Retailers must ask ‘what would Oprah do?’

When thinking about investment in new technologies, retailers must think like Oprah Winfrey and remember that the relationship with customers must come first, according to a retail trend expert.

Speaking at the Retail Business Technology Expo yesterday, Insider Trends’ head of trends Cate Trotter told the audience that the Oprah has built her brand on developing a relationship with viewers, and in turn, customers.

“Don’t worry about spending money on things like large, expensive touch screens on the shop floor – they’re a novelty that will be used for about 15 seconds,” she commented. “Shoppers are there to pick up product and talk to staff – it’s all about making a connection.”

Trotter suggested that technology is the “magical connector” between brand and customer, but it should be in the background, citing the decidedly low-tech stores she witnessed on a recent trip to New York, taking in new retailers Glossier and Outdoor Voices.

“Smart brands are moving away from top-down, broadcast-style relationships with customers, and flipping things over to start listening more to what people want,” she stated. “The democratisation of retail means anyone can start up an e-commerce brand, and it’s this accessibility that’s changing what established companies are doing.”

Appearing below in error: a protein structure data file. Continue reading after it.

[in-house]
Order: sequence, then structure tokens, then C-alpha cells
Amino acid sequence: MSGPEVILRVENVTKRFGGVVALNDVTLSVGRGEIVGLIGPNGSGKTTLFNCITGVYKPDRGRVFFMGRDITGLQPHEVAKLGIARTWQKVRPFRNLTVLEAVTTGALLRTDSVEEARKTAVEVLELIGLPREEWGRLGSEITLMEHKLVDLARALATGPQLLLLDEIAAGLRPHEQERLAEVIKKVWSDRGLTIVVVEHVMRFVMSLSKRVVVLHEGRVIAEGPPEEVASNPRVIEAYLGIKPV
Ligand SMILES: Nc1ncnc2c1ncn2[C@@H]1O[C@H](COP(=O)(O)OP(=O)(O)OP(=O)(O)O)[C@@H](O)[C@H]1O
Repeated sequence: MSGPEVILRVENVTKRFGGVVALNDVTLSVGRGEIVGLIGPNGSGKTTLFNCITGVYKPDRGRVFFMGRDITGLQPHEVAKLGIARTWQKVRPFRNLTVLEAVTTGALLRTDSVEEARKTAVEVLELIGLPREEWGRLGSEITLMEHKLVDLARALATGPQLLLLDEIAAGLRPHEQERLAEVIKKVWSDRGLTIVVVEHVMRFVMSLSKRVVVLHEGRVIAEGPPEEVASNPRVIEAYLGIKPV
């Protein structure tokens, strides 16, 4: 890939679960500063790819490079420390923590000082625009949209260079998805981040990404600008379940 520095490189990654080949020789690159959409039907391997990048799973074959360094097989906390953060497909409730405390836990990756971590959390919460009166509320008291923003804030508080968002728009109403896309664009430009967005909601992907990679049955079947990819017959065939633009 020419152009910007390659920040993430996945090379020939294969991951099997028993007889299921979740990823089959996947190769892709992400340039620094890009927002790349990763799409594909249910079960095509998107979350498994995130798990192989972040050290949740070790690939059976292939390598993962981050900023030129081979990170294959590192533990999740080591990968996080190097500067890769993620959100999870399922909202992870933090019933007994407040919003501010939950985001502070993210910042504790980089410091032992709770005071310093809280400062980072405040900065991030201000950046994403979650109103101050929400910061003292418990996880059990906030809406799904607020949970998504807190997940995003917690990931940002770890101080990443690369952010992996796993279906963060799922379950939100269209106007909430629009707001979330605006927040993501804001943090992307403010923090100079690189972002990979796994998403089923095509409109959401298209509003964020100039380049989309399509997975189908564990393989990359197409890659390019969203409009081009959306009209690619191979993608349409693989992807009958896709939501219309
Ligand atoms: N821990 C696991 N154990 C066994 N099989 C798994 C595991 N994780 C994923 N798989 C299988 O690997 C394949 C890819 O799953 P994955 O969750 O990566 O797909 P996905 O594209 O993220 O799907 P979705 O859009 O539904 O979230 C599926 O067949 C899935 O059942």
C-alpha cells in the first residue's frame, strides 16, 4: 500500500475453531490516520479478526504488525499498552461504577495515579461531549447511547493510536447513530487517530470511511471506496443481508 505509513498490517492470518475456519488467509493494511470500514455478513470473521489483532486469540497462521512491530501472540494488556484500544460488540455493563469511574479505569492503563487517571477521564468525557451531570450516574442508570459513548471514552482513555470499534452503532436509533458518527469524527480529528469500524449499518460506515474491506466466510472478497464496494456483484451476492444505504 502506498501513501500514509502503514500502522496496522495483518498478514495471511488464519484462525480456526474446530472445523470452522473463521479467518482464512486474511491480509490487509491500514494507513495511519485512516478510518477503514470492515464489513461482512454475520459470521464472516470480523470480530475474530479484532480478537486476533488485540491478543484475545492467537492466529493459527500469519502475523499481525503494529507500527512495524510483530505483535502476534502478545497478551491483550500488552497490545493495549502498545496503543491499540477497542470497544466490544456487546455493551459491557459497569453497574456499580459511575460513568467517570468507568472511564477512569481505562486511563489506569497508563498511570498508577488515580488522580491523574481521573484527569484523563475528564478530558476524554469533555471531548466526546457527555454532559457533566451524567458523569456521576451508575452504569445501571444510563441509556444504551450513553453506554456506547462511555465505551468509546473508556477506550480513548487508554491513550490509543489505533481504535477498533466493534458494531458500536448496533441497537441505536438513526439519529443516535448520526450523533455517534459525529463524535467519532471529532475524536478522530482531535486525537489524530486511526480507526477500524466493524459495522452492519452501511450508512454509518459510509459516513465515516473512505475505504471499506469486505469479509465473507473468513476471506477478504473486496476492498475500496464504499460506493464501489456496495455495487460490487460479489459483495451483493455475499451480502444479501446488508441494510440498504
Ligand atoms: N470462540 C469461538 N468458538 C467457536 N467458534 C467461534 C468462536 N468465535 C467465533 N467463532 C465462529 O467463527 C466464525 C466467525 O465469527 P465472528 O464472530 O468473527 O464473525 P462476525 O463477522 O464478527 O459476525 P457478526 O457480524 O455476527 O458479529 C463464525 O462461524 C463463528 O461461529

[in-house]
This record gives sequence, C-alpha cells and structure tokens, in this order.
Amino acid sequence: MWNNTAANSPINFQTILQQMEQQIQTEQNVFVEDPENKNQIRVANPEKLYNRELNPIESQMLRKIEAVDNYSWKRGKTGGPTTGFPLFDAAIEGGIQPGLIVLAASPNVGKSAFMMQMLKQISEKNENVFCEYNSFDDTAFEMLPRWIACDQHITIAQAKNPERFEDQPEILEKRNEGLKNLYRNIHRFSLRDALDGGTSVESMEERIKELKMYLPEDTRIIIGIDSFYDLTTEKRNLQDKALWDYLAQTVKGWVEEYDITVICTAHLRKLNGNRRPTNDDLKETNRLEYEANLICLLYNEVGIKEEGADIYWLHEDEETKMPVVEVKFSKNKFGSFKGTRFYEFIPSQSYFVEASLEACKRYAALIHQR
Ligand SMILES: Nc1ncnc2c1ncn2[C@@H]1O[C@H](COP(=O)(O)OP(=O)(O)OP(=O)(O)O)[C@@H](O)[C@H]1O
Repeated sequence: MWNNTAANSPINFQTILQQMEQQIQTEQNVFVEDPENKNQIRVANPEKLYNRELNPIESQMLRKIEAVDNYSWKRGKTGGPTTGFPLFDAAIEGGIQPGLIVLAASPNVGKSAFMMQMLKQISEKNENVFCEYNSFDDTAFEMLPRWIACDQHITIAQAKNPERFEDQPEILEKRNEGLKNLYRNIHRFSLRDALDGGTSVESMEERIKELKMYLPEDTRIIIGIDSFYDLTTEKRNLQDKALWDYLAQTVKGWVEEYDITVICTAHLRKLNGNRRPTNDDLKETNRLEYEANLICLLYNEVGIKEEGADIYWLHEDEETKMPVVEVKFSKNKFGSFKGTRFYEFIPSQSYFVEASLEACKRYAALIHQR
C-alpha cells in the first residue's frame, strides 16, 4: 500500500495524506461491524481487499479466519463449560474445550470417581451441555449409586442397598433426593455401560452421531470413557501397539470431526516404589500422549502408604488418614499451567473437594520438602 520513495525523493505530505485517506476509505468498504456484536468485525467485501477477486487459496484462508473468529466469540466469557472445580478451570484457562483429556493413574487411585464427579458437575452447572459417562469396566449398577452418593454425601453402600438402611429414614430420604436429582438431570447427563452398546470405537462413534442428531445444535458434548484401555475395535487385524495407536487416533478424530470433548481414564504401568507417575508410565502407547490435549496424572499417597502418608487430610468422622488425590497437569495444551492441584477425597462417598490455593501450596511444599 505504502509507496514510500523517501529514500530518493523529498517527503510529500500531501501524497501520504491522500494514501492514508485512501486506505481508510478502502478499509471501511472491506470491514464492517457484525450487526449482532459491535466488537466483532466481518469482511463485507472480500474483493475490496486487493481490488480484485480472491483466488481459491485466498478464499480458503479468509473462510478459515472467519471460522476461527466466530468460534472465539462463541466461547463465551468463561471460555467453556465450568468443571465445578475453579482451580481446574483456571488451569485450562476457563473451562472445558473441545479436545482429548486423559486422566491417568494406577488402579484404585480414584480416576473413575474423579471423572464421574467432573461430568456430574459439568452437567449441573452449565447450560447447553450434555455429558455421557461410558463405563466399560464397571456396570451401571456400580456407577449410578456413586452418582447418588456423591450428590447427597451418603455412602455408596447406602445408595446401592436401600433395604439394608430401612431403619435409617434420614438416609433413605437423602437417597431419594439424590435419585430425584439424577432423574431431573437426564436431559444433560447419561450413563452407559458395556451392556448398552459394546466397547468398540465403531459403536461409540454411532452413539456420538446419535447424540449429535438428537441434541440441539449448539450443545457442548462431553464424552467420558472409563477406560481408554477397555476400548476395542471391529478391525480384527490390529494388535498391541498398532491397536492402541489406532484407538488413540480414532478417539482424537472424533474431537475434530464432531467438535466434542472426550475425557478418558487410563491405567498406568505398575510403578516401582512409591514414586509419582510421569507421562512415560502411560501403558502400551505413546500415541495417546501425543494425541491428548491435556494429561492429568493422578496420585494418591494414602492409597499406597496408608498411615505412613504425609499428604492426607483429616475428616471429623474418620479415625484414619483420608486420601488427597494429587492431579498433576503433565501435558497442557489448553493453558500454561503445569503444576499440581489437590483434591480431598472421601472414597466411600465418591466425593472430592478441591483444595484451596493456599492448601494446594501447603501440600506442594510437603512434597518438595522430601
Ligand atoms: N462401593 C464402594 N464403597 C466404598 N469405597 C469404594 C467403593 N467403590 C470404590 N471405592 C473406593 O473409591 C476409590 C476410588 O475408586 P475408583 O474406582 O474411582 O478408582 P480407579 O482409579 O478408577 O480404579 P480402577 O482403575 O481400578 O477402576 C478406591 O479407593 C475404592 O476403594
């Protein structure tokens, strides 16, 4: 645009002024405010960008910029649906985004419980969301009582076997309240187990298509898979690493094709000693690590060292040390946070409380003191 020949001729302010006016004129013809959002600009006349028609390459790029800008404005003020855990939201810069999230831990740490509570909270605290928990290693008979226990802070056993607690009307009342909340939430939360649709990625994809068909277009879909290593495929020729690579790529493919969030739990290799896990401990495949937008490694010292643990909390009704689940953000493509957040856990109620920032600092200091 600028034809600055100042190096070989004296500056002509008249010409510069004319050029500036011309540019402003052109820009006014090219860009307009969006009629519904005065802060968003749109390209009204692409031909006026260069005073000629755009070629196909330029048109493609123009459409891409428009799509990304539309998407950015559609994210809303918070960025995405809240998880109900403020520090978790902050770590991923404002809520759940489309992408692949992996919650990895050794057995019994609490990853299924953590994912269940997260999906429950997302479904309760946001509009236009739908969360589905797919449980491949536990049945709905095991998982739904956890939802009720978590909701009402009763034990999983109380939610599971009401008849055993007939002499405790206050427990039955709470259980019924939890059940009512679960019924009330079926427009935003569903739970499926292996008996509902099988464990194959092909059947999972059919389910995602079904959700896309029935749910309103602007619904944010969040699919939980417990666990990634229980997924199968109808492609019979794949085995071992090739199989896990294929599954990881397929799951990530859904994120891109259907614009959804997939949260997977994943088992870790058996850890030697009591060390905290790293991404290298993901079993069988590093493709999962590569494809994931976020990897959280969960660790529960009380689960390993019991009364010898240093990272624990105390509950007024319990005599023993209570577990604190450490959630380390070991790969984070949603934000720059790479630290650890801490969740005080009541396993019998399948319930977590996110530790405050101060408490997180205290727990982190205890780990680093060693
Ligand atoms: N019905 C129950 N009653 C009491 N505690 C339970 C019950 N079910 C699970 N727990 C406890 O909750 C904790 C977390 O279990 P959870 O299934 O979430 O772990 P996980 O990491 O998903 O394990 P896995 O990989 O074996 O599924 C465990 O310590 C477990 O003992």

In this environment, traditional manufacturers like Nix or Asics are opening stores and effectively also becoming retailers, while retailers like Adidas are utilising things like 3D printing in store to become manufacturers, at least on a small scale. Even media companies like Marie Claire are battling falling growth by opening up bricks and mortar outposts to increase brand awareness and sell products.

“Any brand can be anything,” said Trotter. “The one thing separating winners from losers is the relationship – understanding your demographic, building an engaged following and then giving them memorable experiences.”

She concluded by saying that this approach is not exclusive to small brands, with big companies able to leverage economies of scale, citing Under Armour’s $750 million investment in fitness tracker apps which gave it a better idea of customer behaviour, or Alibaba gathering data across multiple platforms to predict what people want to buy in the future.

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